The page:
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Corps releases guidance on prohibited political activity

By Cpl. Michael R. Whitnel | | September 25, 2008

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In guidance released by Headquarters Marine Corps Sept. 16, Marines and federal employees were advised to avoid violating political activity policies in the upcoming November elections.

Federal employees and service members are prohibited from official involvement or the appearance of official involvement in partisan political activities, according to Marine Administrative Message 534/08.

Service members are subject to more restrictive rules concerning political activities. They cannot participate officially in partisan political fundraising activities or perform clerical or other duties for a partisan political committee or candidate during a campaign.

Additionally, service members cannot use their official authority to influence or interfere with an election, march or ride in partisan parades, speak before a partisan political gathering in uniform or display a partisan political sign, poster, banner or similar device at their residence on a military installation to include privatized housing.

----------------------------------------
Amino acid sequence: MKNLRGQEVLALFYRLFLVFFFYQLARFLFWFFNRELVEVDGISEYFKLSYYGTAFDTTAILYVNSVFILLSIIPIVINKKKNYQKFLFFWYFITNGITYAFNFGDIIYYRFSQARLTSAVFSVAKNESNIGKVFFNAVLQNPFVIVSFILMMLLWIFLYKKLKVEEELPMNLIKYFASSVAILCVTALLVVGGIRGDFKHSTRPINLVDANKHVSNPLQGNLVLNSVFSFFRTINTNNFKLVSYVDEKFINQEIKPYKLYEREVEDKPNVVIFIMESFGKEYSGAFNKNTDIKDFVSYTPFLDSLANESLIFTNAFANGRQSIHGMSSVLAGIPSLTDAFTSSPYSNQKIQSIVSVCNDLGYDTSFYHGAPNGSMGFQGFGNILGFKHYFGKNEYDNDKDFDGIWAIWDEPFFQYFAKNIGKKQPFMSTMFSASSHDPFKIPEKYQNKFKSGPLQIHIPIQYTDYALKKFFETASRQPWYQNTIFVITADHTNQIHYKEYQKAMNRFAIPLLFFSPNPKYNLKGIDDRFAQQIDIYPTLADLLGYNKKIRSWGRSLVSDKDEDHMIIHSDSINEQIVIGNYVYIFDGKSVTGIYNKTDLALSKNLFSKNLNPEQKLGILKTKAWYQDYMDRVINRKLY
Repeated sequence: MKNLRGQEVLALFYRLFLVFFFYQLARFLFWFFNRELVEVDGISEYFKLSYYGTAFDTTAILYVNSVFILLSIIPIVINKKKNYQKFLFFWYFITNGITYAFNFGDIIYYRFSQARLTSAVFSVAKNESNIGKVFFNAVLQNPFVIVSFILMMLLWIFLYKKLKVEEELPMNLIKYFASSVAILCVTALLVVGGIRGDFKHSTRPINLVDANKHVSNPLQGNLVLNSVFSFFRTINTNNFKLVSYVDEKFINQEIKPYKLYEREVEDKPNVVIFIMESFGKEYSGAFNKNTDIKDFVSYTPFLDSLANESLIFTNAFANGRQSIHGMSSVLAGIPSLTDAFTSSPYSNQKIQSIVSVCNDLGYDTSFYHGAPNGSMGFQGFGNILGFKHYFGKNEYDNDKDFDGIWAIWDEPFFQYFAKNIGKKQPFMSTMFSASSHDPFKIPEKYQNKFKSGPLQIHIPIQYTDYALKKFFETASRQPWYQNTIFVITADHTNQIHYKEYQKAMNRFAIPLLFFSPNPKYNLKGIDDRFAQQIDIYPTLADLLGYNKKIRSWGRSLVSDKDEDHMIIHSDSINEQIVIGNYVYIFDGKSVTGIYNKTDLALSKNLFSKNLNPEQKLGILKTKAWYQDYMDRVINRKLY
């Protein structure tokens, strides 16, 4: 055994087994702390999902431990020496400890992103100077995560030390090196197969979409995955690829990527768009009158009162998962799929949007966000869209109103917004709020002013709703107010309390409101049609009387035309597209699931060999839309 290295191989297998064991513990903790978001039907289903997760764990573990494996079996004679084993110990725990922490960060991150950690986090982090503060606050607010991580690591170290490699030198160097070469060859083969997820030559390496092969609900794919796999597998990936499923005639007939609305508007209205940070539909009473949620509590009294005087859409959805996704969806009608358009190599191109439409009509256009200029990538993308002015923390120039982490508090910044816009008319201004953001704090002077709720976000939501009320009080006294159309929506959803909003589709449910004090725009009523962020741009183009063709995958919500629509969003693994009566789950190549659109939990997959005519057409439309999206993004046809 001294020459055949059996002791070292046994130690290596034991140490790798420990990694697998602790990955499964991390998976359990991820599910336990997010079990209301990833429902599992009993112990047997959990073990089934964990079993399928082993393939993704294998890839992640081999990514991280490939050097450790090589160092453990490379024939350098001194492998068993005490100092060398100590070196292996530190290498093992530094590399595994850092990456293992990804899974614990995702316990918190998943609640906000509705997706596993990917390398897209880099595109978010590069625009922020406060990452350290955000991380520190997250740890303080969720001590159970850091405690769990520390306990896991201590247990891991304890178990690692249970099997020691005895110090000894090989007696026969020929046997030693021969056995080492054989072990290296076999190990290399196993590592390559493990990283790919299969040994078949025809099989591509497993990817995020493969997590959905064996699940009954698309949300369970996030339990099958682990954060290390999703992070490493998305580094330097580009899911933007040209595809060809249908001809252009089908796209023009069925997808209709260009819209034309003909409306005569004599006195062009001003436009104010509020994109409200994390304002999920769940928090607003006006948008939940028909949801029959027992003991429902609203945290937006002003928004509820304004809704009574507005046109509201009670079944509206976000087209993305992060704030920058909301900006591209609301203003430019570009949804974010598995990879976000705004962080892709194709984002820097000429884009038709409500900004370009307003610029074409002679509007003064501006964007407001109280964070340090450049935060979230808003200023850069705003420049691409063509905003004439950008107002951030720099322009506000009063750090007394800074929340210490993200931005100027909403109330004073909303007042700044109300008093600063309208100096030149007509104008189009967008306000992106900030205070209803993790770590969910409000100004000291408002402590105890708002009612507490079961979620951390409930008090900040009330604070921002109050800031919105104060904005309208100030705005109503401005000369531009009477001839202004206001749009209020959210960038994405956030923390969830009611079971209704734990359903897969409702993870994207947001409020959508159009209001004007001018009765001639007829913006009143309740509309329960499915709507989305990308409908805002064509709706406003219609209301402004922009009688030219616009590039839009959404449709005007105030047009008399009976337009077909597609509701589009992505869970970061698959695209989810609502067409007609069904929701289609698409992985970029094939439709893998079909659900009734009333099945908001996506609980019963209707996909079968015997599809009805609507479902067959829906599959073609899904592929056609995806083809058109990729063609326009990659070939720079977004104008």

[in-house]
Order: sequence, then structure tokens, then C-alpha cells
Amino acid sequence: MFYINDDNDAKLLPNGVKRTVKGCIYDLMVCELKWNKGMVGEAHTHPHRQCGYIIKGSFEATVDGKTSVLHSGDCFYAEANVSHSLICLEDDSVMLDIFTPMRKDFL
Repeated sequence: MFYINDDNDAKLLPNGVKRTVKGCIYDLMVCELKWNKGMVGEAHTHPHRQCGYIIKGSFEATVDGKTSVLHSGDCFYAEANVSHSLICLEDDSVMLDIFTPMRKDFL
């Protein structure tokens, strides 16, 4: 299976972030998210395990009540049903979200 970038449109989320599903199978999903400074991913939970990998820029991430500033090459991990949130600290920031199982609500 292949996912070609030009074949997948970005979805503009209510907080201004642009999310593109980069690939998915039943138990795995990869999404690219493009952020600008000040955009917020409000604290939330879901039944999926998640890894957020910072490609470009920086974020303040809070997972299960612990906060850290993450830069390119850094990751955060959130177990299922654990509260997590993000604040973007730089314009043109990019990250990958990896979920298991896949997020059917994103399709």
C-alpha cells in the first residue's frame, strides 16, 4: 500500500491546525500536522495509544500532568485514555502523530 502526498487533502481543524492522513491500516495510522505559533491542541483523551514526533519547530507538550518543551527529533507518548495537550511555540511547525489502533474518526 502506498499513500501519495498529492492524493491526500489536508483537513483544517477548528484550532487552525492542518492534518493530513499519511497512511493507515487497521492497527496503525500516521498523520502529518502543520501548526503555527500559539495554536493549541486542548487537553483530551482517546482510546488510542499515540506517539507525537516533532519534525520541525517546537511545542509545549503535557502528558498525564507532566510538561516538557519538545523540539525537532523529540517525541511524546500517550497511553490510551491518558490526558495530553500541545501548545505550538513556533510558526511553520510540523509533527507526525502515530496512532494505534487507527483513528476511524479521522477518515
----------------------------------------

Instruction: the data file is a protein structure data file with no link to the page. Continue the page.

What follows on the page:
For example, on Yuma's air station--a relatively small base--an average of approximately 800 prohibited e-mails have been sent over the local network regarding political support recently, said Jack Neely, air station information technology director.

They may encourage others to vote, display one partisan bumper sticker on their vehicle and make financial contributions to partisan parties or candidates.

Rules that service members and federal employees must adhere to regarding political activities can be found in Department of Defense Directive 1344.10.

"There are certain things that a person of influence, whether he is a sergeant or a general, can't come out and do; like saying he supports this candidate and you should support him too," said David James, Marine Corps voting action officer.

"The intent is that we don't want undue pressure on individuals from their seniors," said James. "You can support your candidate, you can do what you need to do, but you shouldn't have that feeling of someone forcing you to vote a certain way."

Federal employees can't wear campaign badges or buttons, display campaign materials or distribute campaign materials on government property or over government e-mail. However, federal employees, unlike service members, can actively participate in political activities off government property.

Those seeking more information about voting rights and limitations should contact their unit voting information officer or their local staff judge advocate.


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